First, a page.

A photo shoot is often the first time a photographer and subject meet, which creates an unusual dynamic. Within moments, the former must tease out vulnerability and authenticity from the latter. Stark believes that more than any technical know-how—the ability to use the rule of thirds or set up good lighting, for example—a portrait photographer needs emotional intelligence. Connecting with subjects and reading their body language (Are they getting antsy? Are they uncomfortable?) produces frames more likely to elicit emotional reactions from viewers themselves.
Stark advises photographers not to begin directing their subjects immediately. “You want to see how comfortable they are in front of the camera,” she said. Subjects’ self-direction, as they generate their own poses, can create revealing, vulnerable, and intimate frames. One of her favorite portraits is by Annie Leibovitz, from 1999: a tender picture of actress Blythe Danner wrapping her arms around her daughter, Gwyneth Paltrow. “You can almost imagine her in the womb,” Stark said. The single image inspires myriad new associations and ideas about one of Hollywood’s most famous families in the viewer.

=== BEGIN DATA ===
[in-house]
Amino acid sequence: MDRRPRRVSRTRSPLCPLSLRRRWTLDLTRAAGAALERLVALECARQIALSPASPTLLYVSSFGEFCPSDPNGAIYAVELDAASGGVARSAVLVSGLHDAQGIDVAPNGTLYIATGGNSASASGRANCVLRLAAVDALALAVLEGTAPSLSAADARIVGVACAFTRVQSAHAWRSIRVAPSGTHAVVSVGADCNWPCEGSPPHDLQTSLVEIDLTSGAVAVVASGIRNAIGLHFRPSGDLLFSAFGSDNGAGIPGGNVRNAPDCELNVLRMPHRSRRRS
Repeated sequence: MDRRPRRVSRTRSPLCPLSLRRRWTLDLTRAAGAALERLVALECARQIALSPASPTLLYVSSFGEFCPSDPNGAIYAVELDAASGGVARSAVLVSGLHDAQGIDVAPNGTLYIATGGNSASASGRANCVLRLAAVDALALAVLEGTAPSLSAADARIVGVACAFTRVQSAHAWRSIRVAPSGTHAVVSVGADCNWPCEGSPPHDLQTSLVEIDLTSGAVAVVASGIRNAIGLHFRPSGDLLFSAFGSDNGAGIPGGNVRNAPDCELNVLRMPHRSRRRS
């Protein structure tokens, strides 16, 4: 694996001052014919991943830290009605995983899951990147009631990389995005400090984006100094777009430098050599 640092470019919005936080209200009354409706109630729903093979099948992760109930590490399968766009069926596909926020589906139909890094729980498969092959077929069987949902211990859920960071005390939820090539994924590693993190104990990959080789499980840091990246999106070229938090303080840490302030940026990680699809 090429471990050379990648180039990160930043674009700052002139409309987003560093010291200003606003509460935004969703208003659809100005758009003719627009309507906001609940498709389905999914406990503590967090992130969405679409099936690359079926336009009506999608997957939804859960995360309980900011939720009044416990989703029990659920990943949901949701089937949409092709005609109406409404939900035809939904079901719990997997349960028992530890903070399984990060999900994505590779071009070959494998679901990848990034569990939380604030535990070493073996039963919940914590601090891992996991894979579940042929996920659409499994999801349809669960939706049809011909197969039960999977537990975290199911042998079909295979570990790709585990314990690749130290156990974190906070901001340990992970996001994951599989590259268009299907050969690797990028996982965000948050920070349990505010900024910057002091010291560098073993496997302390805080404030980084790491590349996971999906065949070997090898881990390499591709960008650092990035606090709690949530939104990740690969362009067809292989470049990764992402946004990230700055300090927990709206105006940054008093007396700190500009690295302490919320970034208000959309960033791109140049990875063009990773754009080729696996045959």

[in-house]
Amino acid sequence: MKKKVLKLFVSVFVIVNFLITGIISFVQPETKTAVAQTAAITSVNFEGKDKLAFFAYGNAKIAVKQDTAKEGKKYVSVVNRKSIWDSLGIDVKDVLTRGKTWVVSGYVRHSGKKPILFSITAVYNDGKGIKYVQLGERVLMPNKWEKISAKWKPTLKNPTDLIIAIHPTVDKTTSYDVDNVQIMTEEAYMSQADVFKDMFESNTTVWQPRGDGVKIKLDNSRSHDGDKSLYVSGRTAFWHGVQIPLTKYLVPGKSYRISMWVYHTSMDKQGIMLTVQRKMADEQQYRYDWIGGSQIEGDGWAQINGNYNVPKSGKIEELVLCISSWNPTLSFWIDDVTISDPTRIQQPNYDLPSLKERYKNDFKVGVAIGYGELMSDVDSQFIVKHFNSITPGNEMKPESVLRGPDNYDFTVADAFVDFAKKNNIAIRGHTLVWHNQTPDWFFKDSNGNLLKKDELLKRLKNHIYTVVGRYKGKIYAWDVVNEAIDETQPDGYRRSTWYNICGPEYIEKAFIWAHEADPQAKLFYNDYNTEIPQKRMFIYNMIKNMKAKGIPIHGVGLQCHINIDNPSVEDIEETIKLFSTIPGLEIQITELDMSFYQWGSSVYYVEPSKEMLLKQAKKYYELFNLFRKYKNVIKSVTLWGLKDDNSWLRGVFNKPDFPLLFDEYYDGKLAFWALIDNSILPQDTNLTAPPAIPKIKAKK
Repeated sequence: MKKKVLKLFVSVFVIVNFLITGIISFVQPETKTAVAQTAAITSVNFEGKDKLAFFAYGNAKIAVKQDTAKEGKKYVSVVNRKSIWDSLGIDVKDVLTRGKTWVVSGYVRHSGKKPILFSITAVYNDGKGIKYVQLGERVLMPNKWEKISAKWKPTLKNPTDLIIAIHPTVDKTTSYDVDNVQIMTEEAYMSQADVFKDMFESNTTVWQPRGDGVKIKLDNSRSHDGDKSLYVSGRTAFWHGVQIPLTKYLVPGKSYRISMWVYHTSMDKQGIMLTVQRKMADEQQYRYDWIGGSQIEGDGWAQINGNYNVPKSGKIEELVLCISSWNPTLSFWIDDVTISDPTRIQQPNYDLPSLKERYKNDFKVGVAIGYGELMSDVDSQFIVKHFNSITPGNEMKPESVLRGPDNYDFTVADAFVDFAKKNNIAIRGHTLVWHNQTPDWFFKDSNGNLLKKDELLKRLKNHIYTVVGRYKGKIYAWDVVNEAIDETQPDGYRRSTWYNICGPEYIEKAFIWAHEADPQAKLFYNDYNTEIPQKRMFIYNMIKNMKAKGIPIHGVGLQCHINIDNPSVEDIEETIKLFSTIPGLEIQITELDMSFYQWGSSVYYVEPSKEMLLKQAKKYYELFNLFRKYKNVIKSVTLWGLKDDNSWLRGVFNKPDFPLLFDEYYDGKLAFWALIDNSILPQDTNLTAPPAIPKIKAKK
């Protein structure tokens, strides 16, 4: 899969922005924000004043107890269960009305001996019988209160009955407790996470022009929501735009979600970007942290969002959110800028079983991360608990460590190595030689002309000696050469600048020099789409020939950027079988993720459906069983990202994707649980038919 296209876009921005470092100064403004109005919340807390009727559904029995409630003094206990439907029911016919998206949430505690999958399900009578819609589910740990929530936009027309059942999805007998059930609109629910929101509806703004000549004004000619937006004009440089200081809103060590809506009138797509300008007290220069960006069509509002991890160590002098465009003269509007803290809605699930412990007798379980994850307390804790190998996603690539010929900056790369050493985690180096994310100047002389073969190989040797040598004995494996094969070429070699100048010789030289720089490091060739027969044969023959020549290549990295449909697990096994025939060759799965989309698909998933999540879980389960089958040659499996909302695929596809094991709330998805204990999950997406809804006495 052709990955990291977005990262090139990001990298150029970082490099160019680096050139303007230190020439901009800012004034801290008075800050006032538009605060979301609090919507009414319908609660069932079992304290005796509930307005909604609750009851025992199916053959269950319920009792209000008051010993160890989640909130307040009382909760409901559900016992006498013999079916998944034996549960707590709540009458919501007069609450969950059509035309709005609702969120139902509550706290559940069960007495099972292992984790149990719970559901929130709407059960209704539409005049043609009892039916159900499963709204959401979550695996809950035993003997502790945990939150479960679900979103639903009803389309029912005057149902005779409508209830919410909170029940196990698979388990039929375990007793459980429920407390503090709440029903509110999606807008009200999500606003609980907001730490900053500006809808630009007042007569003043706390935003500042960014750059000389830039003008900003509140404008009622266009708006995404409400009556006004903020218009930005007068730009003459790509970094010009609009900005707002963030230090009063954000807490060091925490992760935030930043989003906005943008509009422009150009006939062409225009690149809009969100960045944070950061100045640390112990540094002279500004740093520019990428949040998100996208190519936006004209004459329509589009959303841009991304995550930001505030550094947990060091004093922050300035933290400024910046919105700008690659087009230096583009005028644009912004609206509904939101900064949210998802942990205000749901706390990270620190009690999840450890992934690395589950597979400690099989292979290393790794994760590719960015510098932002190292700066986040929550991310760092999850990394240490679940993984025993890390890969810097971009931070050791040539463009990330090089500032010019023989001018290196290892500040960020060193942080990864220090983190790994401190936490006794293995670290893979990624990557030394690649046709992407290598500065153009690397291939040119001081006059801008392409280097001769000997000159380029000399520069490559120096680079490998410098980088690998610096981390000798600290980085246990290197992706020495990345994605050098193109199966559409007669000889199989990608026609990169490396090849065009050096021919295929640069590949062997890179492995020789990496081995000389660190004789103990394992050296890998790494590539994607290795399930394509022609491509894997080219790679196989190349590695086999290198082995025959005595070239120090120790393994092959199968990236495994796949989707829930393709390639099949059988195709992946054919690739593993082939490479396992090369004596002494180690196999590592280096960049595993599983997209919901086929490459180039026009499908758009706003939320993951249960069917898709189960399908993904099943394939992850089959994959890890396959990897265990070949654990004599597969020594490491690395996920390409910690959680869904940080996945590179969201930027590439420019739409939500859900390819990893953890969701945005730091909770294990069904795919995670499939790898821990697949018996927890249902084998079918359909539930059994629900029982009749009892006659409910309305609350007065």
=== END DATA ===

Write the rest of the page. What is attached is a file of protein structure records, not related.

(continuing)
Yet no matter how experienced or famous your subjects are, or what kind of attitude they bring to the set, good frames are possible. According to Stark, a good photographer “can make anyone interesting.”